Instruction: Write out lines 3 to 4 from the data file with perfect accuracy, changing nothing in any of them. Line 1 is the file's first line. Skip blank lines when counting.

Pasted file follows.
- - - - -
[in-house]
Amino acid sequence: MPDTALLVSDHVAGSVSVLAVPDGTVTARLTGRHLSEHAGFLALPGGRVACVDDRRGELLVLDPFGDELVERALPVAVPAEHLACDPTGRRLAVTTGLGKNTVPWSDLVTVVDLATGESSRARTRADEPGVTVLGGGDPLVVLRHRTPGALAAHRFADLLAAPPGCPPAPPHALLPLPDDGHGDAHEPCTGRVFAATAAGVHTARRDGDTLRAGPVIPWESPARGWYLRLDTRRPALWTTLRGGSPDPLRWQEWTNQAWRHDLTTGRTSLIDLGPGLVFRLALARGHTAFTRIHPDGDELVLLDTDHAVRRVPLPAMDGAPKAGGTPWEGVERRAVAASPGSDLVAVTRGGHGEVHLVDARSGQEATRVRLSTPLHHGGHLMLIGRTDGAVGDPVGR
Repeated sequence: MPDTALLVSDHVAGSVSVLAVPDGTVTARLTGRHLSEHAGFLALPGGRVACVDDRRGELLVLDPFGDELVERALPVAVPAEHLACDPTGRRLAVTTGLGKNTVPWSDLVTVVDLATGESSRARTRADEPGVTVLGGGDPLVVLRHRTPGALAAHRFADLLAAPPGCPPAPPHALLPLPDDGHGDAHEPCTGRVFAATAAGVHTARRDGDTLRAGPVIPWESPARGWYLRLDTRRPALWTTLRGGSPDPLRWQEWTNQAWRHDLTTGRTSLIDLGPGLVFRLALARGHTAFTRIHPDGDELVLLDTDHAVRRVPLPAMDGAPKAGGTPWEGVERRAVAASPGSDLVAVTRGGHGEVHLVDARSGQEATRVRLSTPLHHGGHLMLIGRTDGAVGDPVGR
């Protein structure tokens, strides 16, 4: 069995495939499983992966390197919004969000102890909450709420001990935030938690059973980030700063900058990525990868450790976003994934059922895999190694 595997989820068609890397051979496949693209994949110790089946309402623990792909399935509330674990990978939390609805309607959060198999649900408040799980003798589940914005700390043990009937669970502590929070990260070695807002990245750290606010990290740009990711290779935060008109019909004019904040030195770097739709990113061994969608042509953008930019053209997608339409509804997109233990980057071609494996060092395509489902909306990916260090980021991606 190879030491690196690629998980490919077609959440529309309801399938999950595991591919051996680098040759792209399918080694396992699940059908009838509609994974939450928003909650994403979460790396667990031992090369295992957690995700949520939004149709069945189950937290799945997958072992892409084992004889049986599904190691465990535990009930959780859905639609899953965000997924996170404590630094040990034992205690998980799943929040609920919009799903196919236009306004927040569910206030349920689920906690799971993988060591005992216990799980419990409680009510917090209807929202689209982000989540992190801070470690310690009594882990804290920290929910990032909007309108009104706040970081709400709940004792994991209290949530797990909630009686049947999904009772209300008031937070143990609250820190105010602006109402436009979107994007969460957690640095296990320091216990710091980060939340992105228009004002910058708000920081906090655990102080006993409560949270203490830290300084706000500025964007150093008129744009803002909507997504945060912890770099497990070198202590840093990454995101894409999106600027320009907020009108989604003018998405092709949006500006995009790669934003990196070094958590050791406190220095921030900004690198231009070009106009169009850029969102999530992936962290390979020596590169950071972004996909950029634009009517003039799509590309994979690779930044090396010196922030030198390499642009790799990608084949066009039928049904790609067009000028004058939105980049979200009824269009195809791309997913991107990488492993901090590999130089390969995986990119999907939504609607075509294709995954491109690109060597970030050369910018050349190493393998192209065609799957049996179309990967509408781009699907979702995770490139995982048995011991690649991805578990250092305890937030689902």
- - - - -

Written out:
Repeated sequence: MPDTALLVSDHVAGSVSVLAVPDGTVTARLTGRHLSEHAGFLALPGGRVACVDDRRGELLVLDPFGDELVERALPVAVPAEHLACDPTGRRLAVTTGLGKNTVPWSDLVTVVDLATGESSRARTRADEPGVTVLGGGDPLVVLRHRTPGALAAHRFADLLAAPPGCPPAPPHALLPLPDDGHGDAHEPCTGRVFAATAAGVHTARRDGDTLRAGPVIPWESPARGWYLRLDTRRPALWTTLRGGSPDPLRWQEWTNQAWRHDLTTGRTSLIDLGPGLVFRLALARGHTAFTRIHPDGDELVLLDTDHAVRRVPLPAMDGAPKAGGTPWEGVERRAVAASPGSDLVAVTRGGHGEVHLVDARSGQEATRVRLSTPLHHGGHLMLIGRTDGAVGDPVGR
């Protein structure tokens, strides 16, 4: 069995495939499983992966390197919004969000102890909450709420001990935030938690059973980030700063900058990525990868450790976003994934059922895999190694 595997989820068609890397051979496949693209994949110790089946309402623990792909399935509330674990990978939390609805309607959060198999649900408040799980003798589940914005700390043990009937669970502590929070990260070695807002990245750290606010990290740009990711290779935060008109019909004019904040030195770097739709990113061994969608042509953008930019053209997608339409509804997109233990980057071609494996060092395509489902909306990916260090980021991606 190879030491690196690629998980490919077609959440529309309801399938999950595991591919051996680098040759792209399918080694396992699940059908009838509609994974939450928003909650994403979460790396667990031992090369295992957690995700949520939004149709069945189950937290799945997958072992892409084992004889049986599904190691465990535990009930959780859905639609899953965000997924996170404590630094040990034992205690998980799943929040609920919009799903196919236009306004927040569910206030349920689920906690799971993988060591005992216990799980419990409680009510917090209807929202689209982000989540992190801070470690310690009594882990804290920290929910990032909007309108009104706040970081709400709940004792994991209290949530797990909630009686049947999904009772209300008031937070143990609250820190105010602006109402436009979107994007969460957690640095296990320091216990710091980060939340992105228009004002910058708000920081906090655990102080006993409560949270203490830290300084706000500025964007150093008129744009803002909507997504945060912890770099497990070198202590840093990454995101894409999106600027320009907020009108989604003018998405092709949006500006995009790669934003990196070094958590050791406190220095921030900004690198231009070009106009169009850029969102999530992936962290390979020596590169950071972004996909950029634009009517003039799509590309994979690779930044090396010196922030030198390499642009790799990608084949066009039928049904790609067009000028004058939105980049979200009824269009195809791309997913991107990488492993901090590999130089390969995986990119999907939504609607075509294709995954491109690109060597970030050369910018050349190493393998192209065609799957049996179309990967509408781009699907979702995770490139995982048995011991690649991805578990250092305890937030689902």